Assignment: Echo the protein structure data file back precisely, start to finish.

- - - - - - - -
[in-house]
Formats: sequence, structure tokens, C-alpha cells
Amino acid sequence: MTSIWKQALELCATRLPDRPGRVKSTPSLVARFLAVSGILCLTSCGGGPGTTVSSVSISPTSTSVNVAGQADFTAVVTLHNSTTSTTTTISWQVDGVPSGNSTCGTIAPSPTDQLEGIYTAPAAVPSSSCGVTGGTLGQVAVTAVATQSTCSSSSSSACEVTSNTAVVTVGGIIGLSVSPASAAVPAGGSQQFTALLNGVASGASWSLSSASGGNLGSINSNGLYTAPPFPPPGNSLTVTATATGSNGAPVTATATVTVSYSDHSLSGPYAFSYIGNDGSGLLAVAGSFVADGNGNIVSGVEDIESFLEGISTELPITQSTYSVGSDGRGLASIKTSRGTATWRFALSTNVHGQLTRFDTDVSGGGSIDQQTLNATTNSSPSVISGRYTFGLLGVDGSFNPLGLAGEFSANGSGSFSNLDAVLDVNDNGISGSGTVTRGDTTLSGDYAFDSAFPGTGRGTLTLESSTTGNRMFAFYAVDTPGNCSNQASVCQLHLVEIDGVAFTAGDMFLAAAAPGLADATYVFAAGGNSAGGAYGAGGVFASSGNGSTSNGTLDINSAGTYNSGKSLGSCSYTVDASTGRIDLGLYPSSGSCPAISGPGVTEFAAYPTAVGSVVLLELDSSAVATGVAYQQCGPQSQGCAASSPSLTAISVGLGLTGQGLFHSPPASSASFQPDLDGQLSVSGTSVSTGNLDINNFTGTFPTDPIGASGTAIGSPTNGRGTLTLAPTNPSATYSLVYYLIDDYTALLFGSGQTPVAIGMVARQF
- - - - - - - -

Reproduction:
[in-house]
Formats: sequence, structure tokens, C-alpha cells
Amino acid sequence: MTSIWKQALELCATRLPDRPGRVKSTPSLVARFLAVSGILCLTSCGGGPGTTVSSVSISPTSTSVNVAGQADFTAVVTLHNSTTSTTTTISWQVDGVPSGNSTCGTIAPSPTDQLEGIYTAPAAVPSSSCGVTGGTLGQVAVTAVATQSTCSSSSSSACEVTSNTAVVTVGGIIGLSVSPASAAVPAGGSQQFTALLNGVASGASWSLSSASGGNLGSINSNGLYTAPPFPPPGNSLTVTATATGSNGAPVTATATVTVSYSDHSLSGPYAFSYIGNDGSGLLAVAGSFVADGNGNIVSGVEDIESFLEGISTELPITQSTYSVGSDGRGLASIKTSRGTATWRFALSTNVHGQLTRFDTDVSGGGSIDQQTLNATTNSSPSVISGRYTFGLLGVDGSFNPLGLAGEFSANGSGSFSNLDAVLDVNDNGISGSGTVTRGDTTLSGDYAFDSAFPGTGRGTLTLESSTTGNRMFAFYAVDTPGNCSNQASVCQLHLVEIDGVAFTAGDMFLAAAAPGLADATYVFAAGGNSAGGAYGAGGVFASSGNGSTSNGTLDINSAGTYNSGKSLGSCSYTVDASTGRIDLGLYPSSGSCPAISGPGVTEFAAYPTAVGSVVLLELDSSAVATGVAYQQCGPQSQGCAASSPSLTAISVGLGLTGQGLFHSPPASSASFQPDLDGQLSVSGTSVSTGNLDINNFTGTFPTDPIGASGTAIGSPTNGRGTLTLAPTNPSATYSLVYYLIDDYTALLFGSGQTPVAIGMVARQF